Review – Jinny Hex Special #1: Girl of the West

Comic Books DC This Week
Jinny Hex Special #1 variant cover, via DC Comics.

Jinny Hex Special #1 – Mags Visaggio, Writer; Gleb Melnikov, Artist; Luis Guerrero, Colorist

Ray – 8/.5/10

Ray: Jinny Hex was a fun addition to the new Young Justice team and a nice dose of diversity in the DCU as a new lesbian superhero, but we knew very little about her by the time the book ended. Wonder Comics is giving us an unexpected epilogue with this oversized done-in-one by guest writer Mags Visaggio, as we head back to Jinny’s hometown as she stumbles through a post-high school ennui and helps to run the family garage in her deceased mother’s honor. We’re introduced to her friends, including her BFF—an eccentric Jewish goth who calls herself Lady Bird. It’s a fun dynamic—that’s completely upended when a mysterious stranger comes by, claiming to be Jinny’s long-lost father.

Stranger blowin’ in. via DC Comics.

Lady Bird immediately suspects the charming cowboy isn’t on the level, but Jinny is taken in and they spend a few days bonding. To no one’s surprise, he turns out to have his eye on her chest of magical artifacts and robs the garage. While Jinny at first treats it as a standard robbery, it becomes clear it’s anything but when he nabs the mysterious metal eye in the chest and gains reality-warping powers. The next thing she knows, she’s waking up in a mysterious wild-west reimagining of her hometown, surrounded by alternative versions of her friends—including her mother, mysteriously resurrected. It’s a compelling, mind-bending setup for Jinny’s first solo adventure, and bigger in stakes than her namesake usually got up to.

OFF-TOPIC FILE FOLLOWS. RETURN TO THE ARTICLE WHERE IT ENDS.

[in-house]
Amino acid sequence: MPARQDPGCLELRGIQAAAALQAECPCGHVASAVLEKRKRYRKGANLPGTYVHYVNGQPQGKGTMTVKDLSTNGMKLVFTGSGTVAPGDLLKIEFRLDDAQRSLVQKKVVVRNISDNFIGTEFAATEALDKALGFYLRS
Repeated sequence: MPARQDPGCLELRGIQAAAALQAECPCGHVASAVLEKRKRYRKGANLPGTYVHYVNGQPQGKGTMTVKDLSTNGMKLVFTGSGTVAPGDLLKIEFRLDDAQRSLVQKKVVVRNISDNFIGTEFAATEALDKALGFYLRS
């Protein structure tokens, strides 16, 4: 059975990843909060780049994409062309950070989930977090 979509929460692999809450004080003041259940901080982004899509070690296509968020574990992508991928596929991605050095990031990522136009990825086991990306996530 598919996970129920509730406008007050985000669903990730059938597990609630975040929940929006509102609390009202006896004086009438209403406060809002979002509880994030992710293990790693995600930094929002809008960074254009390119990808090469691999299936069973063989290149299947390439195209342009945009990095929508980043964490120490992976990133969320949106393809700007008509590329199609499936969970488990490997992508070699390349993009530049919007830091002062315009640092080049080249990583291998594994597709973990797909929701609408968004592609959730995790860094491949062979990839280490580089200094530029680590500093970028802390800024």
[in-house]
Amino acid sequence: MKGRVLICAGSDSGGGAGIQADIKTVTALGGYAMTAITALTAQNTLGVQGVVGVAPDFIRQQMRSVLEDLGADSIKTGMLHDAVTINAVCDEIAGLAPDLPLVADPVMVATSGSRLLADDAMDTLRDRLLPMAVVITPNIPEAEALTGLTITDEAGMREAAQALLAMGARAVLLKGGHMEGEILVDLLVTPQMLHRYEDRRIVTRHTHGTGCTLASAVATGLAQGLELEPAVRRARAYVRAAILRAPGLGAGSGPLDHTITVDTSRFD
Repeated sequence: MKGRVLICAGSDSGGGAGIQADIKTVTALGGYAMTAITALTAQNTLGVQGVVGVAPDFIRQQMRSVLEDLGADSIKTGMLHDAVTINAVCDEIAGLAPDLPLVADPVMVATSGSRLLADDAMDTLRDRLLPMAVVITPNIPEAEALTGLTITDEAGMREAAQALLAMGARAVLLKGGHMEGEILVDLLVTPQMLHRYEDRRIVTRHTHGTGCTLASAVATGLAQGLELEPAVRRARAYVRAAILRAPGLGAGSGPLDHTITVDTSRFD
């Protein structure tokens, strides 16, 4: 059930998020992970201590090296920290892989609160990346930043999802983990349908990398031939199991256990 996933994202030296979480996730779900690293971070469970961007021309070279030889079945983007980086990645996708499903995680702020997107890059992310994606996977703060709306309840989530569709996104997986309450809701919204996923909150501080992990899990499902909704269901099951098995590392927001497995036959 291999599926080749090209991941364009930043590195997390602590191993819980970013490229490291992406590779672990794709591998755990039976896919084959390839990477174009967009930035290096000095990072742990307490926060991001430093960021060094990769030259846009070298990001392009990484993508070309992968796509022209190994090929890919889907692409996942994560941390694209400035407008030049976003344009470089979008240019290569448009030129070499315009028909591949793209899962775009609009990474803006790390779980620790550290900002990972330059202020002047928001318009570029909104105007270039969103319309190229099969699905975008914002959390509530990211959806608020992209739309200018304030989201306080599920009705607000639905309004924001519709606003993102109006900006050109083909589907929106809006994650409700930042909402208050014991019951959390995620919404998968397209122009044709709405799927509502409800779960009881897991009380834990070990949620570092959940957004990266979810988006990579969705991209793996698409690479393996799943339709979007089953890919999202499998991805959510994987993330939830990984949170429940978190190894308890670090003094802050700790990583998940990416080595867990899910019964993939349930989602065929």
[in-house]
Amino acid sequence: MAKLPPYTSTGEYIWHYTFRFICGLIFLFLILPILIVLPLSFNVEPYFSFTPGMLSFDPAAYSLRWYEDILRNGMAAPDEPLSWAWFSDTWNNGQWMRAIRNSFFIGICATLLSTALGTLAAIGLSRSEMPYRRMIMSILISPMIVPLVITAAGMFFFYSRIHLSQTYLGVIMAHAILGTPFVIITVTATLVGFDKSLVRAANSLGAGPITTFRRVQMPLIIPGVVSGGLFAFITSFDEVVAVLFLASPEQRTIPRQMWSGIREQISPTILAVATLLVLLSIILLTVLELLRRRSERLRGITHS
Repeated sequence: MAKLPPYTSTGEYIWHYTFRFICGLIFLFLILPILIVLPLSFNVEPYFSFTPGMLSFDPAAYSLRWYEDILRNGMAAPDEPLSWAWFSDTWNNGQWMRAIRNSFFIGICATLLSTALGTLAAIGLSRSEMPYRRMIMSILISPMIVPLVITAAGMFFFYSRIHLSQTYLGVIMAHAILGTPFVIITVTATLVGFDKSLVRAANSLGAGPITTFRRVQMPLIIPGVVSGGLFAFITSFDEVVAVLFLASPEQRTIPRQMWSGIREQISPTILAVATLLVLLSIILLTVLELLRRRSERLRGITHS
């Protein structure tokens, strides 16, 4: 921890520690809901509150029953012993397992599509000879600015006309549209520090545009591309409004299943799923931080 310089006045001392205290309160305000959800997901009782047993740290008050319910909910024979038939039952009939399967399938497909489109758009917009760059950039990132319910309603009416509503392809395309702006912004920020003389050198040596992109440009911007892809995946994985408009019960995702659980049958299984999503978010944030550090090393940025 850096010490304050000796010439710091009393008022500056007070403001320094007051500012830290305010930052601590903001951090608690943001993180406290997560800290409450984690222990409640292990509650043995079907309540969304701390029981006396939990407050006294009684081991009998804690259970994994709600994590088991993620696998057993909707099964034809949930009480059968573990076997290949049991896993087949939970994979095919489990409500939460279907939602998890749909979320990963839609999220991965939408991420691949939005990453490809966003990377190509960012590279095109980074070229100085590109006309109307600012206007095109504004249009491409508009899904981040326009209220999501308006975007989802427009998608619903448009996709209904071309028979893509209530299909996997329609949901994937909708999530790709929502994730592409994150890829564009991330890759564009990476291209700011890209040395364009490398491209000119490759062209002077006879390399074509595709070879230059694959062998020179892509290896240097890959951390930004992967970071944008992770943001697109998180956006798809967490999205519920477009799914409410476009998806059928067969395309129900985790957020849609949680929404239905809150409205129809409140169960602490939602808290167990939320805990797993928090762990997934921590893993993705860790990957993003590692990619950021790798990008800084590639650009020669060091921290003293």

While her father Jack—or Three-Eyed Jack—at first seemed like a pretty generic scoundrel, he turns out to have a backstory that makes him something close to a cosmic villain and a particularly loathsome one. Despite the scale of this story, though, it’s a compelling story of a young woman grappling with grief and being rootless in a world that expects young people to hit the ground running. I’m not sure when the character will show up again, but I’m hoping she finds a landing place. Melnikov’s art is strong as usual, as he can shift environments pretty seamlessly, but the real star is Visaggio’s compelling writing of Jinny and her supporting cast. It’s very different from her past DC work, but no less strong.

To find reviews of all the DC issues, visit DC This Week.

GeekDad received this comic for review purposes.

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